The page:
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carpetpool 2020-10-03 21:16

LLR Affinity Problem
 
1 Attachment(s)
I know there's a way to run different LLR instances and have them assigned to different designated CPU, making it run significantly faster than if only one instance were used.

I am using a [URL="https://ark.intel.com/content/www/us/en/ark/products/196597/intel-core-i7-1065g7-processor-8m-cache-up-to-3-90-ghz.html"]4 core, 8 thread[/URL] CPU. In the attachment I sent, one instance of LLR is running with only one thread, and time per bit is 0.576 ms. The CPU affinity is set to 0.

After terminating the program, I copy the LLR exectuable to another directory and run a test on a number of similar size to the first run (one thread). The CPU affinity is set to 1.

I check on the first run, when I notice a time increase of 1.172 ms. almost twice as running one one LLR application! No speedup whatsoever.

My goal is to run 4 instances of LLR with similar time sufficiency as only running one instance of LLR single threaded (4 instances each running with close to 0.576 ms. per bit, so that testing is 4x faster). Does anyone know what I am doing wrong here?

I am aware that running a single instance with 8 threads is less productive than running 4 single threaded instances and for some reason I never figured out how to achieve the latter.

Thanks for help!

paulunderwood 2020-10-03 21:38

Running only one instance has all the cache too itself and will run quicker than running two instances where there will be contention for cache. On a 4c/8t box I run on instance with the -t4 option. I think this approach is cache friendlier.

VBCurtis 2020-10-03 22:06

In Windows, are cores 0 and 1 hyperthreads of the same physical core? That would explain your timing exactly doubling.

What happens when you assign the second LLR copy to core 2 rather than 1?

Have you tried not assigning affinity? I've had decent luck just letting Windows utilize the cores- manually assigning affinity does help sometimes, but for this use case I'm not sure it matters for you.

carpetpool 2020-10-04 22:39

Thanks for the suggestions! I ran 4 subsequent instances of LLR --- assigning affinity to CPUS 0, 2.

The time increased by about 0.120 ms which I guess makes sense given that more cores means slower clock speed.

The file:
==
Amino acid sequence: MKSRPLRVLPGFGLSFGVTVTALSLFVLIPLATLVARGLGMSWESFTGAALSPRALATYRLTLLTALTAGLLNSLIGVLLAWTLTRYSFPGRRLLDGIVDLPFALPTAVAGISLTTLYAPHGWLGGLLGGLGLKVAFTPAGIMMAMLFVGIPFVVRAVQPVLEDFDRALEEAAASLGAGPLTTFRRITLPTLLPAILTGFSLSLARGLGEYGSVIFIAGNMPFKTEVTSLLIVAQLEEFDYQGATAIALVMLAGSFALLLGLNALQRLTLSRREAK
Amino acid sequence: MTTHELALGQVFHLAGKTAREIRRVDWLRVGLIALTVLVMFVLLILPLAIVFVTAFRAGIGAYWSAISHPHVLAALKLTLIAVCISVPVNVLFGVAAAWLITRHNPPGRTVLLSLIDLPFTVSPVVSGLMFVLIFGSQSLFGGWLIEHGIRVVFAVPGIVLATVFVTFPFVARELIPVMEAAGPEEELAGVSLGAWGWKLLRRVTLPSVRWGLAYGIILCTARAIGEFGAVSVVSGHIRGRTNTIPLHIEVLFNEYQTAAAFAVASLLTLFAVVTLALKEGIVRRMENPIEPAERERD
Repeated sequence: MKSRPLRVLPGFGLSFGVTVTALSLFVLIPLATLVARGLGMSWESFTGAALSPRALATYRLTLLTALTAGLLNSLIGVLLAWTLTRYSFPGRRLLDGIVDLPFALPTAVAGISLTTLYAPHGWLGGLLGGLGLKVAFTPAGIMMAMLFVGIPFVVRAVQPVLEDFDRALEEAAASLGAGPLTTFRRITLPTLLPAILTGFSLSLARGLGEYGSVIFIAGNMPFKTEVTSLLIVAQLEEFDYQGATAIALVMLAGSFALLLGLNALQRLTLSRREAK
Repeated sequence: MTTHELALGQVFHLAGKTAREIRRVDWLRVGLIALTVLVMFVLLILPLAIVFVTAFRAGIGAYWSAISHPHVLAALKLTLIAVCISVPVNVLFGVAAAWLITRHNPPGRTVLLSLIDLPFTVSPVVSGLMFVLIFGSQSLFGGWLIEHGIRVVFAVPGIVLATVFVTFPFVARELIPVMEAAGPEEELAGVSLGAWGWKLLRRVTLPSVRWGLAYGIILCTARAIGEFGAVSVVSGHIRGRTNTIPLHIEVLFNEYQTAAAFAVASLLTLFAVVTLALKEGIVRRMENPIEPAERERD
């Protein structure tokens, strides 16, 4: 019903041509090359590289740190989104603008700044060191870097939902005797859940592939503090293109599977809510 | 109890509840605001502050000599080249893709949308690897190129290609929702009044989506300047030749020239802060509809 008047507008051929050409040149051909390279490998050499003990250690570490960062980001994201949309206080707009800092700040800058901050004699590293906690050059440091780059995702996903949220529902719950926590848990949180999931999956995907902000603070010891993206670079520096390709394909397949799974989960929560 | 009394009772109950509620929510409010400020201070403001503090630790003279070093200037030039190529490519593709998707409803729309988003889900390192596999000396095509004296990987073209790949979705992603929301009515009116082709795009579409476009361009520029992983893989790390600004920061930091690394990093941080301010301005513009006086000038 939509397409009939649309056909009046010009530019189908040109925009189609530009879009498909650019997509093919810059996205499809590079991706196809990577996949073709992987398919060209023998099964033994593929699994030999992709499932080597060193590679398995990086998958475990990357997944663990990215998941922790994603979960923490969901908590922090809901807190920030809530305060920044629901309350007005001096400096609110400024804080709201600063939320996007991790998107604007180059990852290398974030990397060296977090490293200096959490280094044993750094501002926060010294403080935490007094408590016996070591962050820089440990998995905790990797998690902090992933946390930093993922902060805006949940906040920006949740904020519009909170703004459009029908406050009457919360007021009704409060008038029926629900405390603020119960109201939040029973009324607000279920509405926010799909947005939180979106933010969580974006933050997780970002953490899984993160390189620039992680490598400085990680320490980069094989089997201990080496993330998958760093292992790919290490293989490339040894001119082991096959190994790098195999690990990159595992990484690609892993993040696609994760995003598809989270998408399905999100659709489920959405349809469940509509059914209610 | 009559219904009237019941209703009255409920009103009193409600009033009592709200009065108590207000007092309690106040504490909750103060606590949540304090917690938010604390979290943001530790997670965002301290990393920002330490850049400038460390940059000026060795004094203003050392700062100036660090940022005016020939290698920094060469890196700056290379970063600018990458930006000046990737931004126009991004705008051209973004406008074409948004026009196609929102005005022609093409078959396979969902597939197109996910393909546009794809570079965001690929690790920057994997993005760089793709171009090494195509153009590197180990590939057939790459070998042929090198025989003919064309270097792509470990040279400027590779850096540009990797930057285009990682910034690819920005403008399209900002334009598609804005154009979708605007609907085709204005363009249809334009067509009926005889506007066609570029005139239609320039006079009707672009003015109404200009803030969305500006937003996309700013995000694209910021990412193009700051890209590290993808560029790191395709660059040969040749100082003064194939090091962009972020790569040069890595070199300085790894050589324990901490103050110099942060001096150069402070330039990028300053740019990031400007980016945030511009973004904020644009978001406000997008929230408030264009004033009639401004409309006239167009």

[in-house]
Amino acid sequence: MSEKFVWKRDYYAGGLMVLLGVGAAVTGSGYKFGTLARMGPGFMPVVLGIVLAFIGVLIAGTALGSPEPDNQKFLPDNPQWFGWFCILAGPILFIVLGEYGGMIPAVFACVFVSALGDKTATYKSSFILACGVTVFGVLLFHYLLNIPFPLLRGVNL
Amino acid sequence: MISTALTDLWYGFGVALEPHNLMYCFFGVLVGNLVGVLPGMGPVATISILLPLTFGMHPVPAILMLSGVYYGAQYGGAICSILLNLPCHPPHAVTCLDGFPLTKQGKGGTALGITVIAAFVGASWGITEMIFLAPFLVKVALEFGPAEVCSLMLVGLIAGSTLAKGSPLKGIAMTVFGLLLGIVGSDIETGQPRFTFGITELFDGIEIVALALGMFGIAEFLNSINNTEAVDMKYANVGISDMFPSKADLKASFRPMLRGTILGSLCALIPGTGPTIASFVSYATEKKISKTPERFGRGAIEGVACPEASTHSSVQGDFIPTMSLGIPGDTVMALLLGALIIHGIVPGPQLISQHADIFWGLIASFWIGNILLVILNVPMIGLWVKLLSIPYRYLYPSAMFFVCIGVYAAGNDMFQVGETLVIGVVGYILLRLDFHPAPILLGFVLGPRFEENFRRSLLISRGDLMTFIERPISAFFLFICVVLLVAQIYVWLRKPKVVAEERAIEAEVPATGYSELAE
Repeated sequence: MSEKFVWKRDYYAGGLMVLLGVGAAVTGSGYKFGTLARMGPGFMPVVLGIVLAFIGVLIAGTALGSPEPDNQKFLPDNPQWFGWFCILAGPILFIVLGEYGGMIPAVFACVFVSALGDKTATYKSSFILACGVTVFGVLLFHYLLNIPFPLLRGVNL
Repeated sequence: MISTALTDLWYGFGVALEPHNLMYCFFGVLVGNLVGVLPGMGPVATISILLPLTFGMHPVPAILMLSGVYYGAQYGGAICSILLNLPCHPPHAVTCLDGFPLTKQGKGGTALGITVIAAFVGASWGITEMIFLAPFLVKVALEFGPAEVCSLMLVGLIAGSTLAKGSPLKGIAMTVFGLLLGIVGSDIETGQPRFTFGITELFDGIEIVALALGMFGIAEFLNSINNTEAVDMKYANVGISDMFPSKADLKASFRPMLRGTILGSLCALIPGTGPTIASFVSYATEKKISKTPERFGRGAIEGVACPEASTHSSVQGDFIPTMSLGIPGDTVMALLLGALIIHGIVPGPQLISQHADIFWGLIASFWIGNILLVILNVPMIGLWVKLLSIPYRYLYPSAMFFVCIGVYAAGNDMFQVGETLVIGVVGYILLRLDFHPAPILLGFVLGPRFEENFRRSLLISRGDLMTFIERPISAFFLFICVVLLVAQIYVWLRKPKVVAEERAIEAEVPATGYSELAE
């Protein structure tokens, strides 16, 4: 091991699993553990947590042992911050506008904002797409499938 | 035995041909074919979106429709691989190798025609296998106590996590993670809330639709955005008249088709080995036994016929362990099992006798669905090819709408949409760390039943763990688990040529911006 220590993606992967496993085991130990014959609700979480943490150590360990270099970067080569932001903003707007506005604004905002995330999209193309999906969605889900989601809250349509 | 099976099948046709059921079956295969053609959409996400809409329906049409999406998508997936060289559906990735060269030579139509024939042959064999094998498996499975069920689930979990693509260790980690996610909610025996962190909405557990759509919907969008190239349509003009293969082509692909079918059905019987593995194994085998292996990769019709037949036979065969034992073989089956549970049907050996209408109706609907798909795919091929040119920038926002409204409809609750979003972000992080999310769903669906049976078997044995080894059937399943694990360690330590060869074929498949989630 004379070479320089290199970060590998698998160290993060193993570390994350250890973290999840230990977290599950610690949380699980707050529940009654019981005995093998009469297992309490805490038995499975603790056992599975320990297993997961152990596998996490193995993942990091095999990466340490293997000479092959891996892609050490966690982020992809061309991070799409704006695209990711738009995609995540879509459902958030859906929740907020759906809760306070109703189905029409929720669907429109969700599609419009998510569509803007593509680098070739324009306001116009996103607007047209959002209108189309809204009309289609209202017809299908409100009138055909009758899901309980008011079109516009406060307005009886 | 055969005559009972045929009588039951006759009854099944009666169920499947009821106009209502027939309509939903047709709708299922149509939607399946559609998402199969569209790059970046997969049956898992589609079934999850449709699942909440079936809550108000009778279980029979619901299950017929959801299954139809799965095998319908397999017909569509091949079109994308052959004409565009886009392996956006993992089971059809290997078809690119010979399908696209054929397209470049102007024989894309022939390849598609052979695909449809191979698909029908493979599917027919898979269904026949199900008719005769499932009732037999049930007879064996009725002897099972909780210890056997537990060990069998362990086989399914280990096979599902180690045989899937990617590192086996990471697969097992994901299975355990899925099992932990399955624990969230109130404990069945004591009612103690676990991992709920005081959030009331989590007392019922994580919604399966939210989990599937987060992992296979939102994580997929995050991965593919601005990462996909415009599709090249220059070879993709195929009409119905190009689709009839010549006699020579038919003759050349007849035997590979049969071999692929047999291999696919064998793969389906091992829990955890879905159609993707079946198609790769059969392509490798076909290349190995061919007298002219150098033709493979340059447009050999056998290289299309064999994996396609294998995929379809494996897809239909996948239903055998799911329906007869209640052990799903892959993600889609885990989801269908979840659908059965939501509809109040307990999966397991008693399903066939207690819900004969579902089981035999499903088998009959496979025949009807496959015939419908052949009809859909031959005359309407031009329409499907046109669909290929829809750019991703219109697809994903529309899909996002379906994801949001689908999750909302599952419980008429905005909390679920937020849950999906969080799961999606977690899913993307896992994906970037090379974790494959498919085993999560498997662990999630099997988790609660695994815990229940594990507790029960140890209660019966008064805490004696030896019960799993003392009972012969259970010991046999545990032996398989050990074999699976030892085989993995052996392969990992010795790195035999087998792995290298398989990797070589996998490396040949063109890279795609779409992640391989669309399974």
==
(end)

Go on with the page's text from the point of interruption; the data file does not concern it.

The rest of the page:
I loaded up 4 instances running on CPUS 0, 2, 4, 6 and the time per bit almost doubled --- a (0.380 ms. increase).

I think Paul is right --- running four threads on one instance seems to be faster than running 4 instances single threaded.

I would think that with larger number of cores, say 12 or 16, the latter might become slower?

paulunderwood 2020-10-04 23:30

I don't know about 12 core chips running LLR, but generally it makes sense to run 1 instance per chip or chiplet.

VBCurtis 2020-10-05 05:32

[QUOTE=paulunderwood;558896]I don't know about 12 core chips running LLR, but generally it makes sense to run 1 instance per chip or chiplet.[/QUOTE]

My experience, mostly on Haswell-era desktops, is that LLR doesn't benefit much from splitting small FFTs on to multiple threads. 128K per thread seems to be a good cutoff- so for OP's example 192K FFT, I doubt running two 2-threaded instances would be faster than four 1-threaded.

Once FFT reaches 256K, 2-threaded runs work pretty well.

OP- I've run LLR on this size of number on prebuilt machines with slow 2-channel memory, and running 3 instances was just about as fast as 4 but generated quite a bit less heat. That is, 3 is enough to saturate the memory on some quad-core machines. It takes some experimenting with threads-per-process and number of processes to find the sweet spot!

henryzz 2020-10-05 08:27

[QUOTE=VBCurtis;558917]OP- I've run LLR on this size of number on prebuilt machines with slow 2-channel memory, and running 3 instances was just about as fast as 4 but generated quite a bit less heat. That is, 3 is enough to saturate the memory on some quad-core machines. It takes some experimenting with threads-per-process and number of processes to find the sweet spot![/QUOTE]

Better still might be to reduce the cpu speed to match the memory throughput and still use all cores. Generally lower speeds need less power/cycle. Experimentation might be needed there.


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